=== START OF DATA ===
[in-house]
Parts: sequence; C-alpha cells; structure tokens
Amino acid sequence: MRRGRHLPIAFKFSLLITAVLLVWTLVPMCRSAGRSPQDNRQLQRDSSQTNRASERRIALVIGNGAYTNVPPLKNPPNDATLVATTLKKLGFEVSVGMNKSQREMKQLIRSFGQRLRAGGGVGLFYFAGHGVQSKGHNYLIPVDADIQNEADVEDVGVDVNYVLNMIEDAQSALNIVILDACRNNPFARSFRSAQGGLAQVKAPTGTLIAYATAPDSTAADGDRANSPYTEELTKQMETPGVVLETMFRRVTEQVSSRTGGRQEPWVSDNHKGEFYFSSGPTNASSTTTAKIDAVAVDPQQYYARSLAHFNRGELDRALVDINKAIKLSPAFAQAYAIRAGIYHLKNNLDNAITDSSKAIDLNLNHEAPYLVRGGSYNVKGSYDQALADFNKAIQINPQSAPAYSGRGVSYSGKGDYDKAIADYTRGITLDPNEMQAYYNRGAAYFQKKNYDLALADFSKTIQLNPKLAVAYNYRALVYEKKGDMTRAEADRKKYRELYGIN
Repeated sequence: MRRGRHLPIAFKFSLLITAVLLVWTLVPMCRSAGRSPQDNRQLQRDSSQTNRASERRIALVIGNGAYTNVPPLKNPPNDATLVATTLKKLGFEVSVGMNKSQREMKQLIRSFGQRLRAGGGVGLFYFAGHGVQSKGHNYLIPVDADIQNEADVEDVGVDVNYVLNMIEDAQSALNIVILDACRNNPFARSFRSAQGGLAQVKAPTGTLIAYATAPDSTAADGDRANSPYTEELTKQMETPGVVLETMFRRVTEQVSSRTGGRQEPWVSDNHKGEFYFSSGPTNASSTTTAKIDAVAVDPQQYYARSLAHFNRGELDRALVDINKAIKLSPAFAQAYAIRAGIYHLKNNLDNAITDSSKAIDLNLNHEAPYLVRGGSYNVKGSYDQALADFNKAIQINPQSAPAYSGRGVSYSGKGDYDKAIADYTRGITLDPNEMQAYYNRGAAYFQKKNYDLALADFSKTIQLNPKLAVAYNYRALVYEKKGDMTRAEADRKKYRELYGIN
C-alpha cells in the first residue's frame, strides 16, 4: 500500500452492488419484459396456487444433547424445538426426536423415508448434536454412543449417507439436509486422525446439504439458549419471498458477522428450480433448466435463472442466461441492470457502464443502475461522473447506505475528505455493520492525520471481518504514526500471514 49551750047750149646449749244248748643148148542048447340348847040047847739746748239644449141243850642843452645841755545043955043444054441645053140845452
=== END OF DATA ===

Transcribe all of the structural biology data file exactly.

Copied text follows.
[in-house]
Parts: sequence; C-alpha cells; structure tokens
Amino acid sequence: MRRGRHLPIAFKFSLLITAVLLVWTLVPMCRSAGRSPQDNRQLQRDSSQTNRASERRIALVIGNGAYTNVPPLKNPPNDATLVATTLKKLGFEVSVGMNKSQREMKQLIRSFGQRLRAGGGVGLFYFAGHGVQSKGHNYLIPVDADIQNEADVEDVGVDVNYVLNMIEDAQSALNIVILDACRNNPFARSFRSAQGGLAQVKAPTGTLIAYATAPDSTAADGDRANSPYTEELTKQMETPGVVLETMFRRVTEQVSSRTGGRQEPWVSDNHKGEFYFSSGPTNASSTTTAKIDAVAVDPQQYYARSLAHFNRGELDRALVDINKAIKLSPAFAQAYAIRAGIYHLKNNLDNAITDSSKAIDLNLNHEAPYLVRGGSYNVKGSYDQALADFNKAIQINPQSAPAYSGRGVSYSGKGDYDKAIADYTRGITLDPNEMQAYYNRGAAYFQKKNYDLALADFSKTIQLNPKLAVAYNYRALVYEKKGDMTRAEADRKKYRELYGIN
Repeated sequence: MRRGRHLPIAFKFSLLITAVLLVWTLVPMCRSAGRSPQDNRQLQRDSSQTNRASERRIALVIGNGAYTNVPPLKNPPNDATLVATTLKKLGFEVSVGMNKSQREMKQLIRSFGQRLRAGGGVGLFYFAGHGVQSKGHNYLIPVDADIQNEADVEDVGVDVNYVLNMIEDAQSALNIVILDACRNNPFARSFRSAQGGLAQVKAPTGTLIAYATAPDSTAADGDRANSPYTEELTKQMETPGVVLETMFRRVTEQVSSRTGGRQEPWVSDNHKGEFYFSSGPTNASSTTTAKIDAVAVDPQQYYARSLAHFNRGELDRALVDINKAIKLSPAFAQAYAIRAGIYHLKNNLDNAITDSSKAIDLNLNHEAPYLVRGGSYNVKGSYDQALADFNKAIQINPQSAPAYSGRGVSYSGKGDYDKAIADYTRGITLDPNEMQAYYNRGAAYFQKKNYDLALADFSKTIQLNPKLAVAYNYRALVYEKKGDMTRAEADRKKYRELYGIN
C-alpha cells in the first residue's frame, strides 16, 4: 500500500452492488419484459396456487444433547424445538426426536423415508448434536454412543449417507439436509486422525446439504439458549419471498458477522428450480433448466435463472442466461441492470457502464443502475461522473447506505475528505455493520492525520471481518504514526500471514 49551750047750149646449749244248748643148148542048447340348847040047847739746748239644449141243850642843452645841755545043955043444054441645053140845452